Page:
January 2013 Archives

Premarital Agreements (cont'd): Ken gambles early and Donna late; who wins?

January 31, 2013, by

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Our rich guy Ken, married to Donna in 2001, died in 2009. He was 84. Donna took his estate to Court over the validity of their premarital agreement. This week and next we will look at the decision of the Court of Appeals.

There were several issues other than validity for the Court to decide. One was on admission of certain evidence under the dead man's statute. That law (found in Revised Code of Washington 5.60.030) prevented Donna from testifying in her favor about things Ken had said to her, now that Ken was no longer able to contradict her. The trial Court had stricken testimony including the following: "Ken asked me to quit my job and fly to South Dakota to get married... I was never provided with any financial statement showing Ken's assets and liabilities before signing the prenuptial agreement. It wasn't until 2005 that I learned that in December 2001, Ken had assets of approximately $93,000,000, approximately $16,000,000 in liabilities, and [therefore] approximately $77,000,000 in equity [net worth]." The first part of that is pretty obviously forbidden by the dead man's statute, the latter part not so clearly because it doesn't include direct statements by Ken. However, the Court of Appeals held that it was all properly stricken as taking unfair advantage of Ken's inability to contradict it. Score one for Ken here.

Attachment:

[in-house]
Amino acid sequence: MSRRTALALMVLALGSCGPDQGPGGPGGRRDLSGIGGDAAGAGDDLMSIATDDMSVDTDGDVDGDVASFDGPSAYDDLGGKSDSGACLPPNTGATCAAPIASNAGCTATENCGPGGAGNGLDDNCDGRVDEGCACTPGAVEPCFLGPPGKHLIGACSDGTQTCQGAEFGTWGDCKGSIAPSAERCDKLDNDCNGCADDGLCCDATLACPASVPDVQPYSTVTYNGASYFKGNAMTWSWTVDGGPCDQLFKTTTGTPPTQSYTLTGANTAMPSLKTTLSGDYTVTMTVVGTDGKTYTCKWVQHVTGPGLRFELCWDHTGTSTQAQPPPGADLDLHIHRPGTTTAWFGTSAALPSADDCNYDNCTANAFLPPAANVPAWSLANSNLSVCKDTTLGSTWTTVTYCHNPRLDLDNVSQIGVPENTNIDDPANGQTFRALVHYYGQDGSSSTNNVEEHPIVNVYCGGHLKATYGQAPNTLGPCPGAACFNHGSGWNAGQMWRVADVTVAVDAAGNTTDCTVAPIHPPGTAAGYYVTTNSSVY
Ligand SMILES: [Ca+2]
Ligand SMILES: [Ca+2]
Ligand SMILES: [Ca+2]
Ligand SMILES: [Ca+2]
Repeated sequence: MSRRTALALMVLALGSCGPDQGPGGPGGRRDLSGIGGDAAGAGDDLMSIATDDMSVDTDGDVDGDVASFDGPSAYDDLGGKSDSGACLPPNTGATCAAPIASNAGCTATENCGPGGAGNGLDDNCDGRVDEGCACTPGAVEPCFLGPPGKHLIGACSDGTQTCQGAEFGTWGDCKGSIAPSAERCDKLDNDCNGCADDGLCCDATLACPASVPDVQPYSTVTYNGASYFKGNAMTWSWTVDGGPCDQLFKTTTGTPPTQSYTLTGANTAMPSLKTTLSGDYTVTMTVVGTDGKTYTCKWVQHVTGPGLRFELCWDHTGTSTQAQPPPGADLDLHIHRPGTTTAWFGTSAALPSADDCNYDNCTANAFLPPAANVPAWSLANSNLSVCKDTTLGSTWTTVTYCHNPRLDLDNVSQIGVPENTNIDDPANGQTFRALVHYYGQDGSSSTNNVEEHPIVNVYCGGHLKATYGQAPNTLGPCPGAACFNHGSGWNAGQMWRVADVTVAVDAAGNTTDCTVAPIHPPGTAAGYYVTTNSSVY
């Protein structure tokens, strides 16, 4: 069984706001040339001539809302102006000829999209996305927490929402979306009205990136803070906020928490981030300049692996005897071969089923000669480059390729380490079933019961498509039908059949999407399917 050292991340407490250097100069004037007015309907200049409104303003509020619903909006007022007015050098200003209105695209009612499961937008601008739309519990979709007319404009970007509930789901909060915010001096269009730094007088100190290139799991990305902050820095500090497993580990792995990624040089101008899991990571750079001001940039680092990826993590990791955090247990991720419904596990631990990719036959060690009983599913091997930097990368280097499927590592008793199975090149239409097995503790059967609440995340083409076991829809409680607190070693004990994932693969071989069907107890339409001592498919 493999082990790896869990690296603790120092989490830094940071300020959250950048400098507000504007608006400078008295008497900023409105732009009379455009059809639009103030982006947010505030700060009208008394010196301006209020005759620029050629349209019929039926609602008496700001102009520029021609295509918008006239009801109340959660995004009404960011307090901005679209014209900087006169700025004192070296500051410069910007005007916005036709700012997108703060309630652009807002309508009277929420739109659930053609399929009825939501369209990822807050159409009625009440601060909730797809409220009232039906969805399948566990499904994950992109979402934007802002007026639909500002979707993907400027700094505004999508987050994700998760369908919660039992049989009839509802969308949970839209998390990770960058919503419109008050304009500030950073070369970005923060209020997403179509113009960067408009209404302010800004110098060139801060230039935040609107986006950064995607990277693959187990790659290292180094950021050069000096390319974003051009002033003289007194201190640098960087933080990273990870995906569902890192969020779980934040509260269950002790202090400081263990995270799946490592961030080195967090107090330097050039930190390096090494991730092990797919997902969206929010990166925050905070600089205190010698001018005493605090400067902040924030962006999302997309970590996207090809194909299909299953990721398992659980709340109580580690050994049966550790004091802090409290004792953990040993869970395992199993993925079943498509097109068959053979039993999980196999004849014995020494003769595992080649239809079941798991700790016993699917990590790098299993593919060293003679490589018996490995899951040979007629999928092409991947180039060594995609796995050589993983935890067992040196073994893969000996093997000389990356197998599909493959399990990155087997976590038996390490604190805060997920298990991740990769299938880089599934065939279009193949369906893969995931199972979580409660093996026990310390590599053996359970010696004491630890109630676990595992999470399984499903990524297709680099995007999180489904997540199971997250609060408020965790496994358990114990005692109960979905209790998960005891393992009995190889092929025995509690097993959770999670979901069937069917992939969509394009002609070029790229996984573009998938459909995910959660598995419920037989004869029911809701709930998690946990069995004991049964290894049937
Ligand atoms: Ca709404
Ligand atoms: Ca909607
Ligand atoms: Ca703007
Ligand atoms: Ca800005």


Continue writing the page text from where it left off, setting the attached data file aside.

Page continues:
A second issue was judicial estoppel. The principle here is that what happens in one ruling body should be binding in later-arising matters in Court. The lawyers for Ken's estate had succeeded in the trial Court with the argument that the decision of the South Dakota Gaming Commission, granting Donna a casino license based on her assertion of the separateness of her assets and Ken's, should be held against her in this later claim in his estate. This trial Court decision was reversed by the Court of Appeals. It found the doctrine only applies if the earlier proceeding is a judicial one. The Gaming Commission was not a judicial body but rather an administrative one. Donna scores on this one.

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Premarital Agreements (cont'd): Ken gambles early and Donna late; who wins?

January 24, 2013, by

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It probably wasn't Coldplay on the radio when Ken proposed. Ken was a little old for that, 75 or 76. And it probably wasn't in a car, because Ken was rich. More likely over dinner, or after dinner at his nice place.

Deadwood, South Dakota was featured in an earlier blog: Musings on Gambling. Wild Bill Hickock was fatally shot in Deadwood while holding what is called the Dead Man's Hand. Our wealthy and romantic Ken, the legality of whose premarital agreement was ultimately called into question, was an investor and a gambler.

Ken was an investor. His Deadwood connection went way back. At about 20 he spent a winter managing a coffee shop in the Franklin Hotel there. He moved to Blaine, Washington near the Canadian line and built up a chain of 17 duty-free border shops between there and Minnesota. He sold those for millions and bought a bank in Ferndale, Washington, and hotels and casinos back in Deadwood.